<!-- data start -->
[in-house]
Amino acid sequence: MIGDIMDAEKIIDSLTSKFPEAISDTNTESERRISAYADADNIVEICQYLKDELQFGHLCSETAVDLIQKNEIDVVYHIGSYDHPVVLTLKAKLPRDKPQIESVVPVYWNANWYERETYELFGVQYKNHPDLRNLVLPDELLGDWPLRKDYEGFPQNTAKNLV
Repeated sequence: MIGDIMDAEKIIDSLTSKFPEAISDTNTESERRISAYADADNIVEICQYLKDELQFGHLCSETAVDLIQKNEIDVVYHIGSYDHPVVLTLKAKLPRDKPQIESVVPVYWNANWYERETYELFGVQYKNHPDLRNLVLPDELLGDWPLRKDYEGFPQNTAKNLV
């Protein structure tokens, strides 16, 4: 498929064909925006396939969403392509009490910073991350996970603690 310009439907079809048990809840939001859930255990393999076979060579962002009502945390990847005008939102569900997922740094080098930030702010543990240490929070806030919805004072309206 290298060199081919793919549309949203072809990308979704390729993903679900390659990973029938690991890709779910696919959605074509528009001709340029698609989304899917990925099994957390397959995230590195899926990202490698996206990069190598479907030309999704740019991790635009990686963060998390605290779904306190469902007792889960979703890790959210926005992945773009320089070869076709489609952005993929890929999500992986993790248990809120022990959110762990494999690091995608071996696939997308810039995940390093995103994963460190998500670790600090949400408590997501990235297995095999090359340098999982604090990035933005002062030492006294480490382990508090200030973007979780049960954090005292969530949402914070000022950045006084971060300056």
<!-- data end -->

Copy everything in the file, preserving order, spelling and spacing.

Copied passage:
[in-house]
Amino acid sequence: MIGDIMDAEKIIDSLTSKFPEAISDTNTESERRISAYADADNIVEICQYLKDELQFGHLCSETAVDLIQKNEIDVVYHIGSYDHPVVLTLKAKLPRDKPQIESVVPVYWNANWYERETYELFGVQYKNHPDLRNLVLPDELLGDWPLRKDYEGFPQNTAKNLV
Repeated sequence: MIGDIMDAEKIIDSLTSKFPEAISDTNTESERRISAYADADNIVEICQYLKDELQFGHLCSETAVDLIQKNEIDVVYHIGSYDHPVVLTLKAKLPRDKPQIESVVPVYWNANWYERETYELFGVQYKNHPDLRNLVLPDELLGDWPLRKDYEGFPQNTAKNLV
């Protein structure tokens, strides 16, 4: 498929064909925006396939969403392509009490910073991350996970603690 310009439907079809048990809840939001859930255990393999076979060579962002009502945390990847005008939102569900997922740094080098930030702010543990240490929070806030919805004072309206 290298060199081919793919549309949203072809990308979704390729993903679900390659990973029938690991890709779910696919959605074509528009001709340029698609989304899917990925099994957390397959995230590195899926990202490698996206990069190598479907030309999704740019991790635009990686963060998390605290779904306190469902007792889960979703890790959210926005992945773009320089070869076709489609952005993929890929999500992986993790248990809120022990959110762990494999690091995608071996696939997308810039995940390093995103994963460190998500670790600090949400408590997501990235297995095999090359340098999982604090990035933005002062030492006294480490382990508090200030973007979780049960954090005292969530949402914070000022950045006084971060300056």